The Night the Bed Fell

by James Thurber

Start Free Trial

What are the contrasts between the aunts' beliefs and reality?

Expert Answers

An illustration of the letter 'A' in a speech bubbles

Old Aunt Clarissa Beall can not only whistle like a man, with two fingers in her mouth, but also subscribes to the firm conviction that she is destined to die on South High Street. Her rationale for this strange notion is that she was born on South High Street, got married on South High Street, and so will one day die on South High Street. We never get to find out if Aunt Clarissa's premonition ever comes true. But the fact that the narrator describes her belief as a "crotchet" or quirk would seem to suggest that it doesn't.

Then there's Aunt Gracie Shoaf, who's got it into her head that burglars have been creeping around her house for the last forty years. If so, they must be the world's most incompetent burglars, because they never actually steal anything. But Aunt Gracie has an answer for that: she says that she always scares them off before they can take anything. Apparently, she does this by throwing shoes at them down the hallway.

Aunt Sarah Shoaf deals with the fear of burglary in a rather different way. She piles up all her valuable belongings outside her bedroom door with a note attached saying "This is all I have. Please take it and do not use your chloroform, as this is all I have." Aunt Sarah's worried that as well as being burgled, she'll have chloroform blown at her through the door. That neither this terrible experience nor the theft of her goods appears as yet to have happened would seem to suggest that Aunt Sarah's fears are somewhat exaggerated, to say the least.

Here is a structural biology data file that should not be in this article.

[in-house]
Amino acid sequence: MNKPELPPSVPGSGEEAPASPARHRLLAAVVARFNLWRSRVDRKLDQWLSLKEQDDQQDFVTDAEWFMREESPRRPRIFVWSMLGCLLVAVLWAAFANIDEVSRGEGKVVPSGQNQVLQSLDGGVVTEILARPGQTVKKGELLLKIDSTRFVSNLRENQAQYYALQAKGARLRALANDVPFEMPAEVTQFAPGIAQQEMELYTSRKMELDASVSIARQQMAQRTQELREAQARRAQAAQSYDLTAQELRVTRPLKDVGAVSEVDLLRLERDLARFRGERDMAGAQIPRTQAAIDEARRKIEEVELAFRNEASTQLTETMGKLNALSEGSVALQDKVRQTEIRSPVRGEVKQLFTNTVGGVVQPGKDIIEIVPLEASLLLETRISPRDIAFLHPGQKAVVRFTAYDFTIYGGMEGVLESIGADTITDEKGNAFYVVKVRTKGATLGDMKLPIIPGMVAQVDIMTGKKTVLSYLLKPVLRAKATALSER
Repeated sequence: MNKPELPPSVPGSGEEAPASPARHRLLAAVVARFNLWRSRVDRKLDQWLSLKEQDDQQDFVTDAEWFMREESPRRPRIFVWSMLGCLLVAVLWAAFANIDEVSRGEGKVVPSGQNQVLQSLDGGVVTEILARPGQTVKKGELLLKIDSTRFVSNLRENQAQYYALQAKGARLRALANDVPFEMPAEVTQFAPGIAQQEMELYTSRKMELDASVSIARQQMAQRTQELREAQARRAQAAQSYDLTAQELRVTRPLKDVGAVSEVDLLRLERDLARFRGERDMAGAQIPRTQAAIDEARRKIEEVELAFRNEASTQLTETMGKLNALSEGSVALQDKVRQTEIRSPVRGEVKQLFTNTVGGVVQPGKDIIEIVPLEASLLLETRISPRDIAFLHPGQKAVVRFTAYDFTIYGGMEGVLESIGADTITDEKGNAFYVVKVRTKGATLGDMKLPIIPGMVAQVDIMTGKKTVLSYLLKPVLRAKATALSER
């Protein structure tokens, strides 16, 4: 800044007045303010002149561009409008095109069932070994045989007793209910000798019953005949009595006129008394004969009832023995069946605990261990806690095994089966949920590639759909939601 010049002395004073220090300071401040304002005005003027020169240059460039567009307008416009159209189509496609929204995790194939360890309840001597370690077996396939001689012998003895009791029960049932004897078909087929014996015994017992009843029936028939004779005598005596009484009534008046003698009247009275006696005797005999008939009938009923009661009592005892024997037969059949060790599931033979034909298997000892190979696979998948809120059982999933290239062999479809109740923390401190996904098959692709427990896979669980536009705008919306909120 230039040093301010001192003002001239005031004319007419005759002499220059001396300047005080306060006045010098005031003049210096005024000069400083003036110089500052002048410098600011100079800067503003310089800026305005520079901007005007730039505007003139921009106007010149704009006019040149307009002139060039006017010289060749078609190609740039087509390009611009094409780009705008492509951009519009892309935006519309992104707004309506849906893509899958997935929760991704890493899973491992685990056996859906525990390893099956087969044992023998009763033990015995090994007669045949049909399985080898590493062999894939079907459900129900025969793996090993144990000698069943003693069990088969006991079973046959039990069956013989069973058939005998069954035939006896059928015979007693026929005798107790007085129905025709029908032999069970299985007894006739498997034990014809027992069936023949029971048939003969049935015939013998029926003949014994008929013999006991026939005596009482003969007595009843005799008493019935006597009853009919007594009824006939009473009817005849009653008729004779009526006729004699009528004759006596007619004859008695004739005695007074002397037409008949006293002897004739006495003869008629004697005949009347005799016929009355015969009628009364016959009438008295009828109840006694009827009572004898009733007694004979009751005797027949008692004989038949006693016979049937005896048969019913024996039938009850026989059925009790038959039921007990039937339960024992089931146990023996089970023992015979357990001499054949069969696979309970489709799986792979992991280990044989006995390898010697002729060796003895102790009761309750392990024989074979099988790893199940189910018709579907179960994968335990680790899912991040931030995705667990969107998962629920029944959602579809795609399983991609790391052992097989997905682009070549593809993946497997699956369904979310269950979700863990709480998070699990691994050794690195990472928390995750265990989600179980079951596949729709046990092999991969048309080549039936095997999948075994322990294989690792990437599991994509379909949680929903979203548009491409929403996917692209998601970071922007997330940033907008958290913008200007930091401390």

See eNotes Ad-Free

Start your 48-hour free trial to get access to more than 30,000 additional guides and more than 350,000 Homework Help questions answered by our experts.

Get 48 Hours Free Access
Approved by eNotes Editorial Team